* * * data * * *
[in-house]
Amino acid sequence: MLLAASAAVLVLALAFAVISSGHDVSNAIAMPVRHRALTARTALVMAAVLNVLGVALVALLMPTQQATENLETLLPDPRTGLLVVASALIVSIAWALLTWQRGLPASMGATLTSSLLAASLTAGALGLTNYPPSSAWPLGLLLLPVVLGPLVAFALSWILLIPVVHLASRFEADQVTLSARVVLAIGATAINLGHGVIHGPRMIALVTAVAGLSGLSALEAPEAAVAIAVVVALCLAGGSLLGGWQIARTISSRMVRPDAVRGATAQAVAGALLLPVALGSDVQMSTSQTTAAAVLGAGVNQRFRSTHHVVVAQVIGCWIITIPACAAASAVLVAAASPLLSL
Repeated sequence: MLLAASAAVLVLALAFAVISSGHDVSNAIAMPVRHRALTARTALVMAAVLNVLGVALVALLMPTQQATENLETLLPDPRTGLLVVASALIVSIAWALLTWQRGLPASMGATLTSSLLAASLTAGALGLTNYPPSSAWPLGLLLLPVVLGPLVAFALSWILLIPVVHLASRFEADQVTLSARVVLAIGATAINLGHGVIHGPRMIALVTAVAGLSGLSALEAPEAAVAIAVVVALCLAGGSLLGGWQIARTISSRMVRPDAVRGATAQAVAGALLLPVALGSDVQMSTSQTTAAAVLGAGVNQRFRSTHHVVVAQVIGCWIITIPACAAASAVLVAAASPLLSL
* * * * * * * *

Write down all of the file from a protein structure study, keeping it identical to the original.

[in-house]
Amino acid sequence: MLLAASAAVLVLALAFAVISSGHDVSNAIAMPVRHRALTARTALVMAAVLNVLGVALVALLMPTQQATENLETLLPDPRTGLLVVASALIVSIAWALLTWQRGLPASMGATLTSSLLAASLTAGALGLTNYPPSSAWPLGLLLLPVVLGPLVAFALSWILLIPVVHLASRFEADQVTLSARVVLAIGATAINLGHGVIHGPRMIALVTAVAGLSGLSALEAPEAAVAIAVVVALCLAGGSLLGGWQIARTISSRMVRPDAVRGATAQAVAGALLLPVALGSDVQMSTSQTTAAAVLGAGVNQRFRSTHHVVVAQVIGCWIITIPACAAASAVLVAAASPLLSL
Repeated sequence: MLLAASAAVLVLALAFAVISSGHDVSNAIAMPVRHRALTARTALVMAAVLNVLGVALVALLMPTQQATENLETLLPDPRTGLLVVASALIVSIAWALLTWQRGLPASMGATLTSSLLAASLTAGALGLTNYPPSSAWPLGLLLLPVVLGPLVAFALSWILLIPVVHLASRFEADQVTLSARVVLAIGATAINLGHGVIHGPRMIALVTAVAGLSGLSALEAPEAAVAIAVVVALCLAGGSLLGGWQIARTISSRMVRPDAVRGATAQAVAGALLLPVALGSDVQMSTSQTTAAAVLGAGVNQRFRSTHHVVVAQVIGCWIITIPACAAASAVLVAAASPLLSL